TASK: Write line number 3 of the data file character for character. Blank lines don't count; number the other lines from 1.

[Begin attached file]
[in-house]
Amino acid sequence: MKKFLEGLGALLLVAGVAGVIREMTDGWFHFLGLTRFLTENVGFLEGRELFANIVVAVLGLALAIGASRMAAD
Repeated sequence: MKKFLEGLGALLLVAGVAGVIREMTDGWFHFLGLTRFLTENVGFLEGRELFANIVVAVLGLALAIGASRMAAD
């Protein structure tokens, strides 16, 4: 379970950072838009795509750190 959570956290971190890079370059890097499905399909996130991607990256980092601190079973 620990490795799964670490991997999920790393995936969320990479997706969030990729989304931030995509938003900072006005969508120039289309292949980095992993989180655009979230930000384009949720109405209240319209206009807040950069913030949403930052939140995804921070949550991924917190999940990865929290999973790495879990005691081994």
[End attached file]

Repeated sequence: MKKFLEGLGALLLVAGVAGVIREMTDGWFHFLGLTRFLTENVGFLEGRELFANIVVAVLGLALAIGASRMAAD